How To

How to hire—and retain—the next generation of great female executives

Culture and work flexibility helps, but it takes effort too

Smiling businesswoman in meeting in conference room

Naomi Titleman, vice-president of human resources at American Express Canada, where 52% of the senior leadership team are women, explains the steps her company takes to recruit and advance women up the corporate ladder:

1. Go big on flexible work options

“We’re in an era where productivity and results are more important than face time. Obviously, some roles require time in the office, but we believe that if you offer flexibility, women will feel more engaged and empowered. We have people on our team who leave the office early knowing their work has to get done at some point. And it does.”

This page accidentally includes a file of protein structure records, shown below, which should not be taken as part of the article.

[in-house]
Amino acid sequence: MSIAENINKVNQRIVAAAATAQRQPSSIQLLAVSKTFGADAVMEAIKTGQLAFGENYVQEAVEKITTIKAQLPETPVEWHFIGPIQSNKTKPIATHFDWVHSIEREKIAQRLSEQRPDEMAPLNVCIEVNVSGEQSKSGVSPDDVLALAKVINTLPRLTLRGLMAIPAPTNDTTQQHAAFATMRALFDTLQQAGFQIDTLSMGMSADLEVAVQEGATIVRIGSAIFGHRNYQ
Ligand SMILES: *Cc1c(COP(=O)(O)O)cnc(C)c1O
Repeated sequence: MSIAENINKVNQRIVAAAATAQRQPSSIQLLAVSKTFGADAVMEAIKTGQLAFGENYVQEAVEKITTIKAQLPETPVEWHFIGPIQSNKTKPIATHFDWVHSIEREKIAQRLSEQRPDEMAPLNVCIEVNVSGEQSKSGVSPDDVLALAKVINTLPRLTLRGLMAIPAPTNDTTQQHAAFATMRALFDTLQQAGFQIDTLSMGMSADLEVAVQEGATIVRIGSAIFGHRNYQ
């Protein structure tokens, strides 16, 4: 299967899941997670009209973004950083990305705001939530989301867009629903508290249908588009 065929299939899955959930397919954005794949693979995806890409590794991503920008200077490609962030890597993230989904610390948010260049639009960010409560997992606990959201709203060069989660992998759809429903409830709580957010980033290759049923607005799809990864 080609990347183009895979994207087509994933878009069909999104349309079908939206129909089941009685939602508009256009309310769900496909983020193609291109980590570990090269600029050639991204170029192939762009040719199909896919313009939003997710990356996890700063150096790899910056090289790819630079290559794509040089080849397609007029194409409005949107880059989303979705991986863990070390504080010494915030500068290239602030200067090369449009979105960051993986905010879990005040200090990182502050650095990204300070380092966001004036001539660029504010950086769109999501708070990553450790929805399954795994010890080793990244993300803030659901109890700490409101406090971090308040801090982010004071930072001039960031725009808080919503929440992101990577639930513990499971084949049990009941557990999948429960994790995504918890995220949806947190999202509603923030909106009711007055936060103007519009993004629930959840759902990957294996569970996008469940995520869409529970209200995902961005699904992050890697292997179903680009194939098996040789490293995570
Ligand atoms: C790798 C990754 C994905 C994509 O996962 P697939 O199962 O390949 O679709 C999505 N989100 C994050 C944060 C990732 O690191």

2. Bring senior leadership to the table

“We’ve got a women’s interests network, and we bring it together for a biannual conference with senior leadership globally. They raise various ideas that often then get rolled out across the organization.”

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3. Put your mentorship program on steroids

“We have various programs and channels for mentorship, but what we find especially effective is our sponsorship policy—it’s like mentorship on steroids. A senior leader will choose to sponsor a more junior employee who shows high potential and guide them through important moves in her career. Sponsors open doors for talent, make connections on their behalf and put them forward for top assignments. These are the people who will really pound on the table and advocate for you.”

4. Go public

“We make sure our successful female leaders are out there speaking, talking about how we’ve made it work at American Express. They act as key role models, so junior women can look up to them and say, ‘That’s what we want to be.’”